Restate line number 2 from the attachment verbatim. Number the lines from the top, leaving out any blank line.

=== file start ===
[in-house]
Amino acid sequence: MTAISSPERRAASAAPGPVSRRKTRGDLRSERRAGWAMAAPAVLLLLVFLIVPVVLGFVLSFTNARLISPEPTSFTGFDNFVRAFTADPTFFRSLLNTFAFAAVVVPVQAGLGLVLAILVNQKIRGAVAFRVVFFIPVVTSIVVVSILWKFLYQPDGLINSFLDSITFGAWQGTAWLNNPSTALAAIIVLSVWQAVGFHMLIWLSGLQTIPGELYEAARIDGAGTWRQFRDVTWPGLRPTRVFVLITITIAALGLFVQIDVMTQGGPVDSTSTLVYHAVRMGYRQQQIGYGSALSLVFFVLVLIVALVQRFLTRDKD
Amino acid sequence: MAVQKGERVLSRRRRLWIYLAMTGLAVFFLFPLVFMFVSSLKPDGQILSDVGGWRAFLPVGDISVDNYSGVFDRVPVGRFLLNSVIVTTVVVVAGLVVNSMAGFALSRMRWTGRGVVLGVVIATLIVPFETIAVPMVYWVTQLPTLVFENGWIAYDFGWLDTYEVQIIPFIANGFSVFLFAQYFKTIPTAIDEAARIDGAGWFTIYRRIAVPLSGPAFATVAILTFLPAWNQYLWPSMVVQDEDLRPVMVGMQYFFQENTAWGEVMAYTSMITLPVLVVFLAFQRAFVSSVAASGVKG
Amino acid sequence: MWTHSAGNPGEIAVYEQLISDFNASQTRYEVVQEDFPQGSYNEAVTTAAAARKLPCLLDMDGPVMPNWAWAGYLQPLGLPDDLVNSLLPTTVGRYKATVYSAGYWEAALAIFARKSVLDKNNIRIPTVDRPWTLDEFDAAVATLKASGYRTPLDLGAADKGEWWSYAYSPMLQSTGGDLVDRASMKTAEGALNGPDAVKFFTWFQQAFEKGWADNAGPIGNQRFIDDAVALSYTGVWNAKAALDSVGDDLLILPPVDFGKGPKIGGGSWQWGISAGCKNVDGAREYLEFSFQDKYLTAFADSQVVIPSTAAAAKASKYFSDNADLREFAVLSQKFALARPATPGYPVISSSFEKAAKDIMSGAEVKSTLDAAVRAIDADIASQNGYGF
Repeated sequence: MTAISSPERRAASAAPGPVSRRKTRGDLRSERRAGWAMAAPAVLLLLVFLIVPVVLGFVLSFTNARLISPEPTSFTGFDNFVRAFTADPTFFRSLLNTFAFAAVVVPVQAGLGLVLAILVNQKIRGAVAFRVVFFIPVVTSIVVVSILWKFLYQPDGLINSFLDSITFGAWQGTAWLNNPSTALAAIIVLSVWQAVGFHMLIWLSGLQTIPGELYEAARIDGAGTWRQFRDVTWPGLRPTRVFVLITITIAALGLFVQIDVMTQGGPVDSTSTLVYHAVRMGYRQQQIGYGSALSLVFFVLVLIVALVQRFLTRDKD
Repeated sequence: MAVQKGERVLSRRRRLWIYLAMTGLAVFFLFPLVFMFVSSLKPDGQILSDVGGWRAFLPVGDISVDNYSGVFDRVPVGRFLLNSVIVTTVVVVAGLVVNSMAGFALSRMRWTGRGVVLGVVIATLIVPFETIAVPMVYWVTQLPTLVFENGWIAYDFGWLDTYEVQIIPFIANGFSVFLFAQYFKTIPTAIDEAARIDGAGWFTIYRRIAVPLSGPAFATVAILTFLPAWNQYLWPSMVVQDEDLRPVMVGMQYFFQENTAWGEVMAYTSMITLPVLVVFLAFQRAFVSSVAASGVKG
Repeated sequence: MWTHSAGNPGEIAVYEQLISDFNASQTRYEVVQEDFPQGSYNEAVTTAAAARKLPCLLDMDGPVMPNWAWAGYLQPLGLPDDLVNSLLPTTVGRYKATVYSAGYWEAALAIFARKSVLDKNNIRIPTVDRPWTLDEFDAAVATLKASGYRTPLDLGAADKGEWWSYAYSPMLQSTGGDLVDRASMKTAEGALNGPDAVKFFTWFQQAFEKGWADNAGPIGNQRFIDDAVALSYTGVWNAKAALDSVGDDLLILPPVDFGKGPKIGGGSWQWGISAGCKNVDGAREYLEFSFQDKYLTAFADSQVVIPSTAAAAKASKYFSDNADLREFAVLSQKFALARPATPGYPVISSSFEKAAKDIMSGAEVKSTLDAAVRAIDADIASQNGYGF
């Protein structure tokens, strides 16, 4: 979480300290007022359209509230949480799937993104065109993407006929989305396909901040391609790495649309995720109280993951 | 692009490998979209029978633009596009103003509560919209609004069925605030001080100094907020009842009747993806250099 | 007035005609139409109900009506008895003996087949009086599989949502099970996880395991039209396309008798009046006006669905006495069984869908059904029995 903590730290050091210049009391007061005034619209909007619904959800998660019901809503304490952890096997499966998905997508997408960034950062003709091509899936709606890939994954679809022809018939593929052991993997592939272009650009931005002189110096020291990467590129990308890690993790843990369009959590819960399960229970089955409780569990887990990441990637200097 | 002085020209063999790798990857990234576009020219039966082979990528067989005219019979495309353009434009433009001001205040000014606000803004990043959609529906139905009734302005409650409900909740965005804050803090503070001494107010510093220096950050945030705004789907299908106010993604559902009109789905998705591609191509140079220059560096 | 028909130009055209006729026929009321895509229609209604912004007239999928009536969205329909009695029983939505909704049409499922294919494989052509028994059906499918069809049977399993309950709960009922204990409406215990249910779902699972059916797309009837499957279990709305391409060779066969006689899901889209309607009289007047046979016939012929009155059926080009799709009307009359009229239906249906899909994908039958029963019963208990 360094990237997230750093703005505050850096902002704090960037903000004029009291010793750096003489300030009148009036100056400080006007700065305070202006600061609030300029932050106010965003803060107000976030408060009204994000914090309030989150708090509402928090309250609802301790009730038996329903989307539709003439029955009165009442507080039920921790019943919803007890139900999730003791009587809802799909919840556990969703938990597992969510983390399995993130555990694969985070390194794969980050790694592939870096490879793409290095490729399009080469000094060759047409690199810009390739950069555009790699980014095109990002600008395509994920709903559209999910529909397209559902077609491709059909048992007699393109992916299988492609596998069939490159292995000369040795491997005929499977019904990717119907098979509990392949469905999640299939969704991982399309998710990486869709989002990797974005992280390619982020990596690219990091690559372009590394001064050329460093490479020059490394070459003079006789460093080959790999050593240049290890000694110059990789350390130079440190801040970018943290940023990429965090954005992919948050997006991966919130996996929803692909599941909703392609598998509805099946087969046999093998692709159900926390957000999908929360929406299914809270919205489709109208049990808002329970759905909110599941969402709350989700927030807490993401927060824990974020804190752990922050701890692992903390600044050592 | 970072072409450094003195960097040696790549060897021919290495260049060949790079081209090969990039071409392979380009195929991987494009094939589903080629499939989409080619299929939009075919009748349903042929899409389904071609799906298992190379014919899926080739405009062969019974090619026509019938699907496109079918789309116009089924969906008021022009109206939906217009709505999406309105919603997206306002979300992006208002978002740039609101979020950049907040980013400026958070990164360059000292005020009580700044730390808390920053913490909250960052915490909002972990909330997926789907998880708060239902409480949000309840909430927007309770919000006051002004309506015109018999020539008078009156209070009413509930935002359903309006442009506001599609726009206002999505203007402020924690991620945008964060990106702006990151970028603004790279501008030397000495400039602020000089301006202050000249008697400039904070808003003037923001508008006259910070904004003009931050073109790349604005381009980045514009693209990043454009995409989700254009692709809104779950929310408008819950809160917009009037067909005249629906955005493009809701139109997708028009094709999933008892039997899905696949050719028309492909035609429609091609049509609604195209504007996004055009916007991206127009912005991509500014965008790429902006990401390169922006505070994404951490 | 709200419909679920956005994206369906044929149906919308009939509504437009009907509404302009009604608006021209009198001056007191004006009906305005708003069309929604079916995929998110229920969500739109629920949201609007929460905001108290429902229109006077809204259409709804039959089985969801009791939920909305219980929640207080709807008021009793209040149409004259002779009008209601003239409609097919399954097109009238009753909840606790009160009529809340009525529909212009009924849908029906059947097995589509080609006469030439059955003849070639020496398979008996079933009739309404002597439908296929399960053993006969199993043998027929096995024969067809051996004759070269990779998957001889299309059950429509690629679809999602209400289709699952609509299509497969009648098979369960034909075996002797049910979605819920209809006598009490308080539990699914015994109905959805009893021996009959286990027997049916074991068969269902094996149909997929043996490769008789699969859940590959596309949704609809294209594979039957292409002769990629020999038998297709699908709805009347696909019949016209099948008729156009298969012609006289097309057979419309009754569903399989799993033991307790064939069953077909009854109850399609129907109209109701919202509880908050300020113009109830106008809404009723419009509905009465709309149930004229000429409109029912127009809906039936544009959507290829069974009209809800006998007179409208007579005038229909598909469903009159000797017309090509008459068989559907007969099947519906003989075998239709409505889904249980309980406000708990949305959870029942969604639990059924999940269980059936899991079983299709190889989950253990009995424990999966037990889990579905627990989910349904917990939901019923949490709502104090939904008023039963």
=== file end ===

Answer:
Amino acid sequence: MTAISSPERRAASAAPGPVSRRKTRGDLRSERRAGWAMAAPAVLLLLVFLIVPVVLGFVLSFTNARLISPEPTSFTGFDNFVRAFTADPTFFRSLLNTFAFAAVVVPVQAGLGLVLAILVNQKIRGAVAFRVVFFIPVVTSIVVVSILWKFLYQPDGLINSFLDSITFGAWQGTAWLNNPSTALAAIIVLSVWQAVGFHMLIWLSGLQTIPGELYEAARIDGAGTWRQFRDVTWPGLRPTRVFVLITITIAALGLFVQIDVMTQGGPVDSTSTLVYHAVRMGYRQQQIGYGSALSLVFFVLVLIVALVQRFLTRDKD